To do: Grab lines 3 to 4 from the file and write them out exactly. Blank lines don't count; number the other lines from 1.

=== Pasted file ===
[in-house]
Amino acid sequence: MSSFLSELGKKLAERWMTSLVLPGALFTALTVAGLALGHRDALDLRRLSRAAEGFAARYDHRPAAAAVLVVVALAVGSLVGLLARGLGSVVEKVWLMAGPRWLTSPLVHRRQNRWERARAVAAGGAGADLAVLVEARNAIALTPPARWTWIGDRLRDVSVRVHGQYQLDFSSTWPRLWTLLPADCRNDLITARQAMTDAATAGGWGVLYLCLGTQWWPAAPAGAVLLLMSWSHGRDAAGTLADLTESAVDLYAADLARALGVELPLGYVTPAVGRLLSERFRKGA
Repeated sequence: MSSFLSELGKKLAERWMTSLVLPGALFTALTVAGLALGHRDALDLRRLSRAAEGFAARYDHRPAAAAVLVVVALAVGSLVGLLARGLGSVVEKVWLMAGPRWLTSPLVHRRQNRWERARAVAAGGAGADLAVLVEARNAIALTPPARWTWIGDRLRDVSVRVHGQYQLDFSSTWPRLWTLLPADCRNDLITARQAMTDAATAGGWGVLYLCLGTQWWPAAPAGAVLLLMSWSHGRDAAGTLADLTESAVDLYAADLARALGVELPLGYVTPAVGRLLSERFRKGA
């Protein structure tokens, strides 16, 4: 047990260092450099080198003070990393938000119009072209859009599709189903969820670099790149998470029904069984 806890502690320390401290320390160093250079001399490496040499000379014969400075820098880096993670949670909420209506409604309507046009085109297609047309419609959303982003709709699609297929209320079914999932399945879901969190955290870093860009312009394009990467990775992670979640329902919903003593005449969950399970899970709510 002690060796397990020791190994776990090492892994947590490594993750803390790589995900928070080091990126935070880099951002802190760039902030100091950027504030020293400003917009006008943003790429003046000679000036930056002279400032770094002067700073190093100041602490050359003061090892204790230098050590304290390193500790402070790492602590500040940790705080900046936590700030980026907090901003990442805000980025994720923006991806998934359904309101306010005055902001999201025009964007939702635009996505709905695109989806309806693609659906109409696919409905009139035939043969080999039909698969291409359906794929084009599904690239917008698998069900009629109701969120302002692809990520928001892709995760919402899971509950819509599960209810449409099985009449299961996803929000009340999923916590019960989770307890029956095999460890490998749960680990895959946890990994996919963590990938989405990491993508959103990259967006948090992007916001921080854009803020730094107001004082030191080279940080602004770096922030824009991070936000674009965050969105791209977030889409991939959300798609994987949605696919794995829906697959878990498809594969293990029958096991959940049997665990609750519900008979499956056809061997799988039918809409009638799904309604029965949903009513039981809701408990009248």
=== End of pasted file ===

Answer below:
Repeated sequence: MSSFLSELGKKLAERWMTSLVLPGALFTALTVAGLALGHRDALDLRRLSRAAEGFAARYDHRPAAAAVLVVVALAVGSLVGLLARGLGSVVEKVWLMAGPRWLTSPLVHRRQNRWERARAVAAGGAGADLAVLVEARNAIALTPPARWTWIGDRLRDVSVRVHGQYQLDFSSTWPRLWTLLPADCRNDLITARQAMTDAATAGGWGVLYLCLGTQWWPAAPAGAVLLLMSWSHGRDAAGTLADLTESAVDLYAADLARALGVELPLGYVTPAVGRLLSERFRKGA
């Protein structure tokens, strides 16, 4: 047990260092450099080198003070990393938000119009072209859009599709189903969820670099790149998470029904069984 806890502690320390401290320390160093250079001399490496040499000379014969400075820098880096993670949670909420209506409604309507046009085109297609047309419609959303982003709709699609297929209320079914999932399945879901969190955290870093860009312009394009990467990775992670979640329902919903003593005449969950399970899970709510 002690060796397990020791190994776990090492892994947590490594993750803390790589995900928070080091990126935070880099951002802190760039902030100091950027504030020293400003917009006008943003790429003046000679000036930056002279400032770094002067700073190093100041602490050359003061090892204790230098050590304290390193500790402070790492602590500040940790705080900046936590700030980026907090901003990442805000980025994720923006991806998934359904309101306010005055902001999201025009964007939702635009996505709905695109989806309806693609659906109409696919409905009139035939043969080999039909698969291409359906794929084009599904690239917008698998069900009629109701969120302002692809990520928001892709995760919402899971509950819509599960209810449409099985009449299961996803929000009340999923916590019960989770307890029956095999460890490998749960680990895959946890990994996919963590990938989405990491993508959103990259967006948090992007916001921080854009803020730094107001004082030191080279940080602004770096922030824009991070936000674009965050969105791209977030889409991939959300798609994987949605696919794995829906697959878990498809594969293990029958096991959940049997665990609750519900008979499956056809061997799988039918809409009638799904309604029965949903009513039981809701408990009248």